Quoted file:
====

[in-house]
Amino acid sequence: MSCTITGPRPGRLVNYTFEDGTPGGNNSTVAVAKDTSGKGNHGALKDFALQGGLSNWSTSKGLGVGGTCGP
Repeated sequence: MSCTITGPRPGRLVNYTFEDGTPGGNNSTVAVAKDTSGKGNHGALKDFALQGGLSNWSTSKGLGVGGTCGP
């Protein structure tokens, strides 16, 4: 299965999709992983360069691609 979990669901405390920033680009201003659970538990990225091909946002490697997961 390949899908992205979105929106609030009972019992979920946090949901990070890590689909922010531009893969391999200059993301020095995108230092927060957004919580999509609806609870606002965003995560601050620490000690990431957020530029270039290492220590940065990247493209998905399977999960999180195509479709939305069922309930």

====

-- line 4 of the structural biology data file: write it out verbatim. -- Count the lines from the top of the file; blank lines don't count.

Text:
């Protein structure tokens, strides 16, 4: 299965999709992983360069691609 979990669901405390920033680009201003659970538990990225091909946002490697997961 390949899908992205979105929106609030009972019992979920946090949901990070890590689909922010531009893969391999200059993301020095995108230092927060957004919580999509609806609870606002965003995560601050620490000690990431957020530029270039290492220590940065990247493209998905399977999960999180195509479709939305069922309930």